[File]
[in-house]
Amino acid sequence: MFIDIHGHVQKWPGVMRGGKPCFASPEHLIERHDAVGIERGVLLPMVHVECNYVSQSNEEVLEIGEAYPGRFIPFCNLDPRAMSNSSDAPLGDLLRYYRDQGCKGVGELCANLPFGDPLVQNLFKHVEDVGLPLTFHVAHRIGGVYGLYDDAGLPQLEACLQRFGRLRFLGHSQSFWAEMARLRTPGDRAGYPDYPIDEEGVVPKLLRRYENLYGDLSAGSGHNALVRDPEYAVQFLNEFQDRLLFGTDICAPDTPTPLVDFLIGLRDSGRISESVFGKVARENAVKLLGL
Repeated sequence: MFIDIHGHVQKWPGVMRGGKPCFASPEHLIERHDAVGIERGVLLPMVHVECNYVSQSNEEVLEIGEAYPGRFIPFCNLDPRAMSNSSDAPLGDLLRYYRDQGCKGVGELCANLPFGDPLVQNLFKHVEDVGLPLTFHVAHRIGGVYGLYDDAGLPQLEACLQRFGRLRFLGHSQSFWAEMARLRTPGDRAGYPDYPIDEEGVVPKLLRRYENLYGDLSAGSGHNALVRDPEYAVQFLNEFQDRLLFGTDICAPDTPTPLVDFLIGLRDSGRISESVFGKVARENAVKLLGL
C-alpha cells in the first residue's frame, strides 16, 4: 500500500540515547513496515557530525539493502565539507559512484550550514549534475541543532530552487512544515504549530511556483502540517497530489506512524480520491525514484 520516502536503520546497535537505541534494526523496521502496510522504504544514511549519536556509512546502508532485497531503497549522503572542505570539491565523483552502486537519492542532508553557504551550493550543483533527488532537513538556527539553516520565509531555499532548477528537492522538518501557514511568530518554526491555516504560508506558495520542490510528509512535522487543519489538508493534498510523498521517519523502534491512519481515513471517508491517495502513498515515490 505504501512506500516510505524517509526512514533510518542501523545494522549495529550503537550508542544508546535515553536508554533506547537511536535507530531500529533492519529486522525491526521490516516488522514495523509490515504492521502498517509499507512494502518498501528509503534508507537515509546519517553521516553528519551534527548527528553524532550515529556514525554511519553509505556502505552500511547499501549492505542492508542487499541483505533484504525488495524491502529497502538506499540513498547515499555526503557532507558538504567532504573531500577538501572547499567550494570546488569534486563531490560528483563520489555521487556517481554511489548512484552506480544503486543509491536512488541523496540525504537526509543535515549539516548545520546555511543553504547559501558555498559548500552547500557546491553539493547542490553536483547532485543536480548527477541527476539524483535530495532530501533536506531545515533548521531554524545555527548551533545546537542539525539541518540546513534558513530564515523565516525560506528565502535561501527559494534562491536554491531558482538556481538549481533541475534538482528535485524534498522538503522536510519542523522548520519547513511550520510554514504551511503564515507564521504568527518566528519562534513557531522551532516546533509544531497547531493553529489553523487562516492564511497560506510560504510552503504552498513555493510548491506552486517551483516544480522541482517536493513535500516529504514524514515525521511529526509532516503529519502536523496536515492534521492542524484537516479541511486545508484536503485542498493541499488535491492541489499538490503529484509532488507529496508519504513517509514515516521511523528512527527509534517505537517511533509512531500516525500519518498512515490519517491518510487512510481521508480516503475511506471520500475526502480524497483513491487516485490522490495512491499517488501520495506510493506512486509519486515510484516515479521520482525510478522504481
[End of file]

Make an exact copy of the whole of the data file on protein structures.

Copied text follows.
[in-house]
Amino acid sequence: MFIDIHGHVQKWPGVMRGGKPCFASPEHLIERHDAVGIERGVLLPMVHVECNYVSQSNEEVLEIGEAYPGRFIPFCNLDPRAMSNSSDAPLGDLLRYYRDQGCKGVGELCANLPFGDPLVQNLFKHVEDVGLPLTFHVAHRIGGVYGLYDDAGLPQLEACLQRFGRLRFLGHSQSFWAEMARLRTPGDRAGYPDYPIDEEGVVPKLLRRYENLYGDLSAGSGHNALVRDPEYAVQFLNEFQDRLLFGTDICAPDTPTPLVDFLIGLRDSGRISESVFGKVARENAVKLLGL
Repeated sequence: MFIDIHGHVQKWPGVMRGGKPCFASPEHLIERHDAVGIERGVLLPMVHVECNYVSQSNEEVLEIGEAYPGRFIPFCNLDPRAMSNSSDAPLGDLLRYYRDQGCKGVGELCANLPFGDPLVQNLFKHVEDVGLPLTFHVAHRIGGVYGLYDDAGLPQLEACLQRFGRLRFLGHSQSFWAEMARLRTPGDRAGYPDYPIDEEGVVPKLLRRYENLYGDLSAGSGHNALVRDPEYAVQFLNEFQDRLLFGTDICAPDTPTPLVDFLIGLRDSGRISESVFGKVARENAVKLLGL
C-alpha cells in the first residue's frame, strides 16, 4: 500500500540515547513496515557530525539493502565539507559512484550550514549534475541543532530552487512544515504549530511556483502540517497530489506512524480520491525514484 520516502536503520546497535537505541534494526523496521502496510522504504544514511549519536556509512546502508532485497531503497549522503572542505570539491565523483552502486537519492542532508553557504551550493550543483533527488532537513538556527539553516520565509531555499532548477528537492522538518501557514511568530518554526491555516504560508506558495520542490510528509512535522487543519489538508493534498510523498521517519523502534491512519481515513471517508491517495502513498515515490 505504501512506500516510505524517509526512514533510518542501523545494522549495529550503537550508542544508546535515553536508554533506547537511536535507530531500529533492519529486522525491526521490516516488522514495523509490515504492521502498517509499507512494502518498501528509503534508507537515509546519517553521516553528519551534527548527528553524532550515529556514525554511519553509505556502505552500511547499501549492505542492508542487499541483505533484504525488495524491502529497502538506499540513498547515499555526503557532507558538504567532504573531500577538501572547499567550494570546488569534486563531490560528483563520489555521487556517481554511489548512484552506480544503486543509491536512488541523496540525504537526509543535515549539516548545520546555511543553504547559501558555498559548500552547500557546491553539493547542490553536483547532485543536480548527477541527476539524483535530495532530501533536506531545515533548521531554524545555527548551533545546537542539525539541518540546513534558513530564515523565516525560506528565502535561501527559494534562491536554491531558482538556481538549481533541475534538482528535485524534498522538503522536510519542523522548520519547513511550520510554514504551511503564515507564521504568527518566528519562534513557531522551532516546533509544531497547531493553529489553523487562516492564511497560506510560504510552503504552498513555493510548491506552486517551483516544480522541482517536493513535500516529504514524514515525521511529526509532516503529519502536523496536515492534521492542524484537516479541511486545508484536503485542498493541499488535491492541489499538490503529484509532488507529496508519504513517509514515516521511523528512527527509534517505537517511533509512531500516525500519518498512515490519517491518510487512510481521508480516503475511506471520500475526502480524497483513491487516485490522490495512491499517488501520495506510493506512486509519486515510484516515479521520482525510478522504481